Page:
Thursday June 21, 2018
Voters will have some decisions to consider in the coming months. The August ballot will include the “Penny for Paths” bike/pedestrian connectivity tax initiative—estimated to bring in $300,000 each year for a ten year period to improve the city’s recreation paths. Also on voters’ minds will be an upcoming item on the November ballot: the proposal for a new civic building on Market Street which will house city hall, the community library, and a senior center.
City council hosted a special meeting with the library board of trustees June 11 to receive the latest updates on the proposal formally referred to as the “SoBu Spaces 2020 project.”
The proposed site sits on just over a half acre, east of the Allard Square senior housing building and south of the Rick Marcotte Central School. The building will abut a new road which will be built to lead to the school. The design team is led by Wiemann Lamphere Architects, a Colchester firm, as well as Humphries Poli, a Colorado firm which specializes in civic buildings.
The Process: In Review
Community workshops were held in January and March, from which the design team developed three different building design concepts. After collecting over 450 comments from the public, the team came back with “Alternative D,” which considered a hybrid of the most popular features from each of the three alternatives: the exterior character of Option B (Urban Oasis), the floor plan of Option C (Stepped Terraces – an adult collection on one floor and an open terrace), the inclusion of an auditorium, the children’s library on the first floor, and the desire to have fiction and non-fiction together.
In April, the concept morphed again to reflect the addition of a new senior center. The senior center will host a variety of program opportunities ranging from health and wellness programs as well as arts and leisure classes. Seniors will also have access to staging, state-of-the-art projection, and sound systems for special events, lectures, and performances. An attached caterer’s kitchen is also in the plans.
In reviewing several iterations of this proposed space, recurring questions about the parking configuration have been raised. Up until recently, not much was said about it, other than it was still being vetted. Specifically, the city had its eyes on land behind the proposed building—land owned by the school district at Rick Marcotte Central School.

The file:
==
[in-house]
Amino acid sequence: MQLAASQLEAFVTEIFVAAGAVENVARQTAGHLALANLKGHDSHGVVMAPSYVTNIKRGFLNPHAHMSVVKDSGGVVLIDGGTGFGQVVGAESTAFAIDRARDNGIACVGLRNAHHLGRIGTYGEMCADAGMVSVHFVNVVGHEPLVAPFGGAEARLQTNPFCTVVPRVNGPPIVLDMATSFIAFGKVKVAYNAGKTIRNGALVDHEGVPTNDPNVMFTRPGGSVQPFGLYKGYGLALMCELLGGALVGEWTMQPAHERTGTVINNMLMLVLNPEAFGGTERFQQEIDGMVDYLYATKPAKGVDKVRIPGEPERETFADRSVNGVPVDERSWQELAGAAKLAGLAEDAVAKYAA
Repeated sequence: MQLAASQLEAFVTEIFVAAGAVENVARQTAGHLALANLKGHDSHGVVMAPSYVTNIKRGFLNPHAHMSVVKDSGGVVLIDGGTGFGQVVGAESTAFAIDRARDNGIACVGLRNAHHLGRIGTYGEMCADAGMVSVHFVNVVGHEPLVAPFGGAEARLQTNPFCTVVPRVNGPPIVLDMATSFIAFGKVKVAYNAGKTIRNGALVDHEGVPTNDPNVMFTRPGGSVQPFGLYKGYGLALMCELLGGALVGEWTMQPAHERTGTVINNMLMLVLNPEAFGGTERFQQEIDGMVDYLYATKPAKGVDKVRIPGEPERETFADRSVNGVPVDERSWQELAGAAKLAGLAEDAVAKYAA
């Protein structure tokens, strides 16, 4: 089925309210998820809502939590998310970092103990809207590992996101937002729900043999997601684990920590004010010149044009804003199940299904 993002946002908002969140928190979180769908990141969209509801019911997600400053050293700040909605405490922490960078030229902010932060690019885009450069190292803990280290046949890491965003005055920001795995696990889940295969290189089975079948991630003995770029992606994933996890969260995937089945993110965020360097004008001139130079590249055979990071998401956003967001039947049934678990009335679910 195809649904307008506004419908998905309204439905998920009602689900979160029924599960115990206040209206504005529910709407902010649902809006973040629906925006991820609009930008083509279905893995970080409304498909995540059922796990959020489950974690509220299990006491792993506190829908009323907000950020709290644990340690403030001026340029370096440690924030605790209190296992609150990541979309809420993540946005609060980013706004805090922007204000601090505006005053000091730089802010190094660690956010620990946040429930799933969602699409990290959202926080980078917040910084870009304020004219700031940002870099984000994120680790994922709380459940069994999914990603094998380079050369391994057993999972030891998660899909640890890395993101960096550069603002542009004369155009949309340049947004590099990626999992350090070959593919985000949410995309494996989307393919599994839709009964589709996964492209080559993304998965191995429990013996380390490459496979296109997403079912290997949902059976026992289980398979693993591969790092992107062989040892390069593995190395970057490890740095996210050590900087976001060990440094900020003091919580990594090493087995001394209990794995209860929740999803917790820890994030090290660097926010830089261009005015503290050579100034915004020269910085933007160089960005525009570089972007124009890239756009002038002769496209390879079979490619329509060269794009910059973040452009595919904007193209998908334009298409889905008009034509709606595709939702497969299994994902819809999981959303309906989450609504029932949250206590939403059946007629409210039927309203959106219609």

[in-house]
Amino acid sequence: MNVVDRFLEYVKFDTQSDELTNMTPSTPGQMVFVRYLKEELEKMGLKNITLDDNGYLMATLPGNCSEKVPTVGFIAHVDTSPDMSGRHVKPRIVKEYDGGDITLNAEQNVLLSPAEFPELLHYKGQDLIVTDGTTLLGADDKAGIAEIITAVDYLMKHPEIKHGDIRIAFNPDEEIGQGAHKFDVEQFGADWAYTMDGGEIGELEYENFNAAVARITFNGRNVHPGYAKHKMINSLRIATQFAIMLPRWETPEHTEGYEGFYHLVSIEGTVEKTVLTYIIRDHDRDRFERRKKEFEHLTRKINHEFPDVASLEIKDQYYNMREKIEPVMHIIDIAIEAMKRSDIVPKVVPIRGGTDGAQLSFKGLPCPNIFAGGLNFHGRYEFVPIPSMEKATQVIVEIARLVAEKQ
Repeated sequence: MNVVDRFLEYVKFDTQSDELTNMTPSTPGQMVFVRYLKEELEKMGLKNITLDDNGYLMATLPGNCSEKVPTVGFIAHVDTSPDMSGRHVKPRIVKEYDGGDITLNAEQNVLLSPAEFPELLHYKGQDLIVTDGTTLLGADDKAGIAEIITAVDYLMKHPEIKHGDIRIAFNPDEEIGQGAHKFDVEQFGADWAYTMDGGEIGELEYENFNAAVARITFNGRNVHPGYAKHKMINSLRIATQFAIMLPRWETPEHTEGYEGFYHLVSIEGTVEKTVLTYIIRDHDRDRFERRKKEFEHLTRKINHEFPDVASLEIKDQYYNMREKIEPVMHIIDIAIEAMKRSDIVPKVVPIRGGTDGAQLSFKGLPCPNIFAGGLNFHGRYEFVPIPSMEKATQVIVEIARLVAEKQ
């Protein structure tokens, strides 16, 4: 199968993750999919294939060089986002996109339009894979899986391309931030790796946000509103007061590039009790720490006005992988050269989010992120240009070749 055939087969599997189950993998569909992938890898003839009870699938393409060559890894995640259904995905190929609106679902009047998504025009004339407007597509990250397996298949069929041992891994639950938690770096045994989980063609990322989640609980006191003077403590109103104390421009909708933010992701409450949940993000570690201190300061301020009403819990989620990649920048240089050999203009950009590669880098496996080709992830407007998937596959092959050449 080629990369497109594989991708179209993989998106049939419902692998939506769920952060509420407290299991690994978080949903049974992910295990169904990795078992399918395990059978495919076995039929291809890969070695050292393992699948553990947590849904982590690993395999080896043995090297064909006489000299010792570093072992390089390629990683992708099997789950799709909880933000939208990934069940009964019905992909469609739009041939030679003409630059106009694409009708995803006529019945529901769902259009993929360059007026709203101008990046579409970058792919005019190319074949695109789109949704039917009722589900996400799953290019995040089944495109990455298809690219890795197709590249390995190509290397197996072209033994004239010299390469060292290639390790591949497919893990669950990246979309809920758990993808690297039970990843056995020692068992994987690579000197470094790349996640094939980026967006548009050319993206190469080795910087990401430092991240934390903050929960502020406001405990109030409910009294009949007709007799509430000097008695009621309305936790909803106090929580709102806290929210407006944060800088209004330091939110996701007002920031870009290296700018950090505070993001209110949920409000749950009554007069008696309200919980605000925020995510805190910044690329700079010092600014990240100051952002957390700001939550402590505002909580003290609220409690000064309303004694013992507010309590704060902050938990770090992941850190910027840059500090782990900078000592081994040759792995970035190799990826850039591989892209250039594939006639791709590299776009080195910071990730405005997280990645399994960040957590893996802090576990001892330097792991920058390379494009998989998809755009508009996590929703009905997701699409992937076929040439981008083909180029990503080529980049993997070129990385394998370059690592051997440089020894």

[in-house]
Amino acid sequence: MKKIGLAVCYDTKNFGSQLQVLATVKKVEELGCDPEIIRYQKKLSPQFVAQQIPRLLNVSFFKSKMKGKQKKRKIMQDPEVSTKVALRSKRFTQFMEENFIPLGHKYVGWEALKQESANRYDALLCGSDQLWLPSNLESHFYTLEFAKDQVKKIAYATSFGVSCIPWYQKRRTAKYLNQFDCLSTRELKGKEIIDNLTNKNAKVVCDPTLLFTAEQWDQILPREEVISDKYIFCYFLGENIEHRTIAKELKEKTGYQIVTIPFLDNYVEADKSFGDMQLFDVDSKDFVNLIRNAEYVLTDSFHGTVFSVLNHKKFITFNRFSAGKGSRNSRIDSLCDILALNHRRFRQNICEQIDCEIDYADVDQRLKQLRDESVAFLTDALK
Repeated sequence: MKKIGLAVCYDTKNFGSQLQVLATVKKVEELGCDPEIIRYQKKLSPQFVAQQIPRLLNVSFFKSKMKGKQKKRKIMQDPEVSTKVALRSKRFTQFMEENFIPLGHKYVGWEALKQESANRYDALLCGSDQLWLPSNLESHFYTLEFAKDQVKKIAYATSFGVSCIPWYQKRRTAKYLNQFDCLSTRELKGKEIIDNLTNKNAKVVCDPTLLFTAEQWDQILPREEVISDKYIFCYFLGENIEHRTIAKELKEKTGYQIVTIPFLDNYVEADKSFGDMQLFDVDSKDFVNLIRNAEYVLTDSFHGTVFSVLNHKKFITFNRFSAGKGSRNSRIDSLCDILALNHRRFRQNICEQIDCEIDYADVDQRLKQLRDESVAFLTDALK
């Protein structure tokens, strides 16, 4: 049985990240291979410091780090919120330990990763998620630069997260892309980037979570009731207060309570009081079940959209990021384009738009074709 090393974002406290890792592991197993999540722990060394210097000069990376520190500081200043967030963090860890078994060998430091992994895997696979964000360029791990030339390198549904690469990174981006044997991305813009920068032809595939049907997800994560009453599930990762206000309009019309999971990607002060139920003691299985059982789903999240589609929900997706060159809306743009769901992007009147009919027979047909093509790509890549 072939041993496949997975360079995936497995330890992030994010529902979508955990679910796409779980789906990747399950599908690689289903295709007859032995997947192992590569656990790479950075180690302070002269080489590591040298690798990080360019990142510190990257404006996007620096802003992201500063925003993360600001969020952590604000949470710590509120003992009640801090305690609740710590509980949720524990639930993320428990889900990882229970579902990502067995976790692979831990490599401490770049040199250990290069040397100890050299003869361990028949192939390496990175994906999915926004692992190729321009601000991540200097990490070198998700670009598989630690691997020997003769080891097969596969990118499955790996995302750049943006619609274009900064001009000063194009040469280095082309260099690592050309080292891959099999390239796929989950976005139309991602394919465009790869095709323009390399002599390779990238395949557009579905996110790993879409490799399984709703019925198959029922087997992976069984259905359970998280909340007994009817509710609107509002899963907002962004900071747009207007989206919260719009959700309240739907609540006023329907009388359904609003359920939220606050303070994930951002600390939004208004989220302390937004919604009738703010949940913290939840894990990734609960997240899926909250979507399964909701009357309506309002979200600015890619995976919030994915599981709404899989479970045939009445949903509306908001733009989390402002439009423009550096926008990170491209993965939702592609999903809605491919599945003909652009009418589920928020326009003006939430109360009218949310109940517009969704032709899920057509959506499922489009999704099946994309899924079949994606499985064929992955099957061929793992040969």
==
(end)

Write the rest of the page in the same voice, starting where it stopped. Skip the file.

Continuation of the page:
The city’s request was not easily received by the school board in late March after the city had a recommended design already on the table. However, after a subcommittee was formed to evaluate the needs of both parties, the city council and school board came to an agreement with a Memorandum of Understanding (MOU) at a joint special session on June 4.
The MOU grants the transfer of two pieces of Marcotte Central School property to the city for the purposes of building the new civic center and creating an easement for the future of Garden Street. The agreement includes 0.75 acres of district land needed by the city to move forward on the preferred design, and 0.1 acre to increase the turning radius on Garden Street for larger vehicles such as school buses and fire trucks. These conveyances are subject to voter approval.
In exchange, the school district has the option to lease the current city hall property for a rent of $10 per year with a minimum initial term of three years, which may be renewed for at least two consecutive renewal terms. The district also has the option to purchase the southerly portion of the city hall property for $10 following the expiration of the initial three-year term.
Option G: What’s Changed?